The group of nurses and soldiers make their way to another camp/hospital in the middle of the jungle where they work nonstop. Joan works herself to exhaustion. She does it partly because they are short nurses and partly because she feels guilty about Olivia. Again the camp/hospital is attacked by the Japanese and they are all ordered to evacuate. The Japanese again attack the camp/hospital and the soldiers there, including John, try to defend the camp/hospital as much as they can. John is wounded and cannot move around by himself. Throughout all the moving bases and fighting, Kansas and Joan have also become very close. Kansas wants to stay behind and fight with the other soldiers he does not want to go with Joan. To make him go Joan knocks him out and gets him onto a small boat.
All the evacuees are ordered to Corregidor. Corregidor proves to be the worst of the bases the nurses and soldiers have been stationed. Back up never arrives for either soldiers or nurses which means no supplies that they desperately need. By this time Davy and John are madly in love and want to get married. They have a chaplain marry them. The day after their nuptials John has to go out with some other soldiers to see if they can get to the other side of the island to make communication with other troops. The nurses are given official orders to be evacuated off the island and they cannot tell anyone. Joan is beside herself she does not want to leave Kansas. Davy refuses over and over to go she cannot leave without seeing John. The head of the nurses tells Davy that John and the other men have been considered missing in action since no one has heard from them in days.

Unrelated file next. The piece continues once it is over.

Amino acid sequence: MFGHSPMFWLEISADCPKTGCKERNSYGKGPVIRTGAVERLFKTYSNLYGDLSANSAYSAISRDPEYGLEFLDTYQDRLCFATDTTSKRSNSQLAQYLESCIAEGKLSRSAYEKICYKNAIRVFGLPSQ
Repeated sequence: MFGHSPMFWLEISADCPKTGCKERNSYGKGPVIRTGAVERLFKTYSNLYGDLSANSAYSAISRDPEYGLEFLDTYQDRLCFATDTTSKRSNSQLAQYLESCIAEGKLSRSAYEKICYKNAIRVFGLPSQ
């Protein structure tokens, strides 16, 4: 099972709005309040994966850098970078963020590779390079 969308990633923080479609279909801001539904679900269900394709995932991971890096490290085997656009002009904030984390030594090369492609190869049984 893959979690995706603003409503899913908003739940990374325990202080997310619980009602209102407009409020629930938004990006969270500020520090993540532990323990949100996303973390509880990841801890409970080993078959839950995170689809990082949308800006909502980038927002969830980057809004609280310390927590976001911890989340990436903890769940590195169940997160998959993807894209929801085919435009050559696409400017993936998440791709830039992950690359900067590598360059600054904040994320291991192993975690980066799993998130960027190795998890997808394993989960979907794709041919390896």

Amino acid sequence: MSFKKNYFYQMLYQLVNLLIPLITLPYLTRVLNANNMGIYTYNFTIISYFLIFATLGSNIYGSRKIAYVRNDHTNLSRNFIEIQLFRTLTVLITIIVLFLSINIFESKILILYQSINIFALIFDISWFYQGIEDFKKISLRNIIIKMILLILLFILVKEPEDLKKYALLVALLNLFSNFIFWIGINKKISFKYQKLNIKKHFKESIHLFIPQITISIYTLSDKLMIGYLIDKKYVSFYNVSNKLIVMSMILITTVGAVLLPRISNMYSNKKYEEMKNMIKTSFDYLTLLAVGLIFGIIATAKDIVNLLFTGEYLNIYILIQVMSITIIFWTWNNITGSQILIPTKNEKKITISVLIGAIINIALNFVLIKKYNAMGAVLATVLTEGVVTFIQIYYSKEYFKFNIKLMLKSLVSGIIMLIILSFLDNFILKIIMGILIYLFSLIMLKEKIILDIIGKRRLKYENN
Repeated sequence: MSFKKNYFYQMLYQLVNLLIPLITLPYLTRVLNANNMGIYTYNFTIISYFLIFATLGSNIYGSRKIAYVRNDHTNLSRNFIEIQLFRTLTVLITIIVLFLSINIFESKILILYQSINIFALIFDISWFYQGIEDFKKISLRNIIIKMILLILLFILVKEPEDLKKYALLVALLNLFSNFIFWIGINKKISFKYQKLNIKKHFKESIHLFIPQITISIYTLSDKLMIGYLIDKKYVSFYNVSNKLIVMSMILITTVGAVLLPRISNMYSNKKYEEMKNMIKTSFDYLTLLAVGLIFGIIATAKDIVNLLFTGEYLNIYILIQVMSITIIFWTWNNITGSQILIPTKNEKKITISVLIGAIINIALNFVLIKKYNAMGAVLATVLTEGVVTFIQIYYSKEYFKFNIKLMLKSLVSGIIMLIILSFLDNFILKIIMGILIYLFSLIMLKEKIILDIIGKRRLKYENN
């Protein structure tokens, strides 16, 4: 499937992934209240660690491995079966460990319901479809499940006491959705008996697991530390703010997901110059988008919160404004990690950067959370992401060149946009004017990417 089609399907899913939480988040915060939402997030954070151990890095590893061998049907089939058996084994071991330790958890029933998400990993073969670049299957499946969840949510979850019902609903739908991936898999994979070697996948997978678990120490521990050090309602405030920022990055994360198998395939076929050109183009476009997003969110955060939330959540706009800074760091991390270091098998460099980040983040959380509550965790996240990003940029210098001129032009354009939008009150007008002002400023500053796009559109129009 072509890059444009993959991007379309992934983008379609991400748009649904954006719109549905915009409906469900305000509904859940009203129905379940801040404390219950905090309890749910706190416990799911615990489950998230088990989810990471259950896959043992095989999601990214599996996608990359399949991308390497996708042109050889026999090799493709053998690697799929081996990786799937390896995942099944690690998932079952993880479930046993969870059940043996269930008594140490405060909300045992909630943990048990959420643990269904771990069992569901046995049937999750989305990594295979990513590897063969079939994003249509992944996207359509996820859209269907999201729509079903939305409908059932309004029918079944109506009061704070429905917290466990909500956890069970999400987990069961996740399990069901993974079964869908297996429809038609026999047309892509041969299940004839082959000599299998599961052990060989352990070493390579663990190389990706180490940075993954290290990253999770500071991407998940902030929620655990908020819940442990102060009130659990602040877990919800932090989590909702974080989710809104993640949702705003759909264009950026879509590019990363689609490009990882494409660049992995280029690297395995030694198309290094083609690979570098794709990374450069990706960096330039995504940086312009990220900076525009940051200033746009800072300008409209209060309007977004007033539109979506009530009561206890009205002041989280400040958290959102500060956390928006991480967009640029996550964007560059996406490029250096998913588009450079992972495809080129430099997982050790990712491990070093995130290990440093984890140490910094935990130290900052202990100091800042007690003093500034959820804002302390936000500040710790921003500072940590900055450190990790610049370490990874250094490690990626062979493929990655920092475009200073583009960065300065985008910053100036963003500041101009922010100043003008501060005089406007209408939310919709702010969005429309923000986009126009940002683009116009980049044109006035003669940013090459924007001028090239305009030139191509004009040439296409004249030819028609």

Back on the cruiser, the doctor now knows who John is and decides to read the letter to Davy. Of course Davy comes out of her comatose state once she hears what he has written and imagines his voice saying the words.
The cast was excellent. Janet “Davy” Davidson may just be one of my favorite performances by Claudette Colbert. She was fantastic. You can feel all of Davy’s love and sadness and bravery in every scene and it is all because of Colbert’s wonderful acting. Paulette Goddard can never do anything wrong in a film. I adore her so much. I think her performance as Joan O’Doul was one of her best as well because you really get to see the variety in her acting skills. Goddard was her usual feisty self but she also brought in some great drama. Veronica Lake is given top billing along with Colbert and Goddard but she is barely in it. I would say the whole of her screen time in this film is maybe like twenty minutes. It was nice not seeing Lake as a femme fatale. Sunny Tufts as Kansas was adorable. I LOVED him and Goddard together. Their characters had such a great relationship. This is the first time I have ever really seen George Reeves in anything. I know he is most famous for playing Superman in the 1950s and that he was a Tarlton twin in Gone with the Wind. I have seen GWTW so many times but he is in a scene with Vivien Leigh and when Vivien Leigh is in a scene you look at nobody else but her! Anyway, I really liked Reeves he did a great job playing John. You can see him what Davy saw in him.
So Proudly We Hail!, while a melodrama of a women’s film, was very good. I enjoyed seeing women during the war be the focus of a major motion picture. I especially liked seeing this because it had been made during the war and not immediately after or decades later. Seeing this makes me wish that someone today would make a film about women’s roles in the different armed forces and on the home front during World War II. (Of course, that is just a dream because Hollywood today sucks when it comes to making pictures about women and all they care about is if it will make money and not the content). For the most part So Proudly We Hail! is interesting, however, there are some scenes that just dragged or were too over melodramatic. Despite the dragged out scenes, So Proudly We Hail! is definitely worth seeing. I can only hope that those who watch this film and may not know be familiar with women’s roles during World War II will become interested in researching that topic. It is fascinating and another side to WWII that should absolutely be more well known.